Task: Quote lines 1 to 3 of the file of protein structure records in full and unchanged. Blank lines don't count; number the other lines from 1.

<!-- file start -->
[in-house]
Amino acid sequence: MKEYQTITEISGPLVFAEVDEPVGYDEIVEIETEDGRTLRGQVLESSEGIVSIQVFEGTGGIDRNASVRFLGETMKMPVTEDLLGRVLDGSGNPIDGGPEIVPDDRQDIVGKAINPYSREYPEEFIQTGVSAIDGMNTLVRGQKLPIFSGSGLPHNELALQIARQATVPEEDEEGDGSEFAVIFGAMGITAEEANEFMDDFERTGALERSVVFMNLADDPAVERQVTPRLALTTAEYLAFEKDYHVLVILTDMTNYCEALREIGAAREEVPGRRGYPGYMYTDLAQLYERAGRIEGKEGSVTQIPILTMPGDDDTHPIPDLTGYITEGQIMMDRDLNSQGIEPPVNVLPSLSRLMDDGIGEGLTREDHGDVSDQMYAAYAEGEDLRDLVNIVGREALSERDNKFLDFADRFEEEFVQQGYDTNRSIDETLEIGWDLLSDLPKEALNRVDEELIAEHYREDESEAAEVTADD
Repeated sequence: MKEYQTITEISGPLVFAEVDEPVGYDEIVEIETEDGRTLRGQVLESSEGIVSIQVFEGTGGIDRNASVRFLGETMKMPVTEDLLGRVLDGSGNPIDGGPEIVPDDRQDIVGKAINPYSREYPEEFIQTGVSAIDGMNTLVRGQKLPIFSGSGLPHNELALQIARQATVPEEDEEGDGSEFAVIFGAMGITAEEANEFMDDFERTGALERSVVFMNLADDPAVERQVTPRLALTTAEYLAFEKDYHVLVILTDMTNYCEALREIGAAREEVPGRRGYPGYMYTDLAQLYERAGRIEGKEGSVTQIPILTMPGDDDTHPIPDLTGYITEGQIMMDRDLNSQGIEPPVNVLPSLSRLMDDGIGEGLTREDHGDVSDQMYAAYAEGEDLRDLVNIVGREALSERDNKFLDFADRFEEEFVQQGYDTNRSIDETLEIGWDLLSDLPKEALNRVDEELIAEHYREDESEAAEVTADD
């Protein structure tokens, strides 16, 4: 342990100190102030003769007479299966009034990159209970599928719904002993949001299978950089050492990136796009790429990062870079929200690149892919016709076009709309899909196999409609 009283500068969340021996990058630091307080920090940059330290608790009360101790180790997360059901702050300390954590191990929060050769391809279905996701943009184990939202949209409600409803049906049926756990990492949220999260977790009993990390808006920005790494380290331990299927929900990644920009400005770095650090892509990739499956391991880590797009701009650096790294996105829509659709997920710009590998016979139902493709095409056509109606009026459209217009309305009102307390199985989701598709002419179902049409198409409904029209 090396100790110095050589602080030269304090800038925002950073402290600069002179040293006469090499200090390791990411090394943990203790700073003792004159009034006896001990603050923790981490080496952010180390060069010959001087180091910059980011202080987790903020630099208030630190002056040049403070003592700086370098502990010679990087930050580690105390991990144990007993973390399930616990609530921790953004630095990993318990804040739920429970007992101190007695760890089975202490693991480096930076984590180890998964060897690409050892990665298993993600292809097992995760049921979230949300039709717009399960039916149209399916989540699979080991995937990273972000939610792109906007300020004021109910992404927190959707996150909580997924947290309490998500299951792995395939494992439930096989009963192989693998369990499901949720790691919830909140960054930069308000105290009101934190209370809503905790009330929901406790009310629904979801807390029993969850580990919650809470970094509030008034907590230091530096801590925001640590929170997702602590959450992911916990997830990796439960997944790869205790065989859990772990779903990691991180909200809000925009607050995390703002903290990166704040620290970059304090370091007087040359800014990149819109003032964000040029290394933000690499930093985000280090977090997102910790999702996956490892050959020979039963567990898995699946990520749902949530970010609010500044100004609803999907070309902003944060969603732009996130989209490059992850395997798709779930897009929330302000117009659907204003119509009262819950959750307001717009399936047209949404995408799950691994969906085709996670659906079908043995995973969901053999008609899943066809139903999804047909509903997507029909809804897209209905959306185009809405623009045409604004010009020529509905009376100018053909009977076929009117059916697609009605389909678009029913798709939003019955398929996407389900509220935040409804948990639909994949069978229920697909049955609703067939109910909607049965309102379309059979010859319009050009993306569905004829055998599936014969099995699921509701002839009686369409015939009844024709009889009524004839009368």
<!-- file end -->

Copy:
[in-house]
Amino acid sequence: MKEYQTITEISGPLVFAEVDEPVGYDEIVEIETEDGRTLRGQVLESSEGIVSIQVFEGTGGIDRNASVRFLGETMKMPVTEDLLGRVLDGSGNPIDGGPEIVPDDRQDIVGKAINPYSREYPEEFIQTGVSAIDGMNTLVRGQKLPIFSGSGLPHNELALQIARQATVPEEDEEGDGSEFAVIFGAMGITAEEANEFMDDFERTGALERSVVFMNLADDPAVERQVTPRLALTTAEYLAFEKDYHVLVILTDMTNYCEALREIGAAREEVPGRRGYPGYMYTDLAQLYERAGRIEGKEGSVTQIPILTMPGDDDTHPIPDLTGYITEGQIMMDRDLNSQGIEPPVNVLPSLSRLMDDGIGEGLTREDHGDVSDQMYAAYAEGEDLRDLVNIVGREALSERDNKFLDFADRFEEEFVQQGYDTNRSIDETLEIGWDLLSDLPKEALNRVDEELIAEHYREDESEAAEVTADD
Repeated sequence: MKEYQTITEISGPLVFAEVDEPVGYDEIVEIETEDGRTLRGQVLESSEGIVSIQVFEGTGGIDRNASVRFLGETMKMPVTEDLLGRVLDGSGNPIDGGPEIVPDDRQDIVGKAINPYSREYPEEFIQTGVSAIDGMNTLVRGQKLPIFSGSGLPHNELALQIARQATVPEEDEEGDGSEFAVIFGAMGITAEEANEFMDDFERTGALERSVVFMNLADDPAVERQVTPRLALTTAEYLAFEKDYHVLVILTDMTNYCEALREIGAAREEVPGRRGYPGYMYTDLAQLYERAGRIEGKEGSVTQIPILTMPGDDDTHPIPDLTGYITEGQIMMDRDLNSQGIEPPVNVLPSLSRLMDDGIGEGLTREDHGDVSDQMYAAYAEGEDLRDLVNIVGREALSERDNKFLDFADRFEEEFVQQGYDTNRSIDETLEIGWDLLSDLPKEALNRVDEELIAEHYREDESEAAEVTADD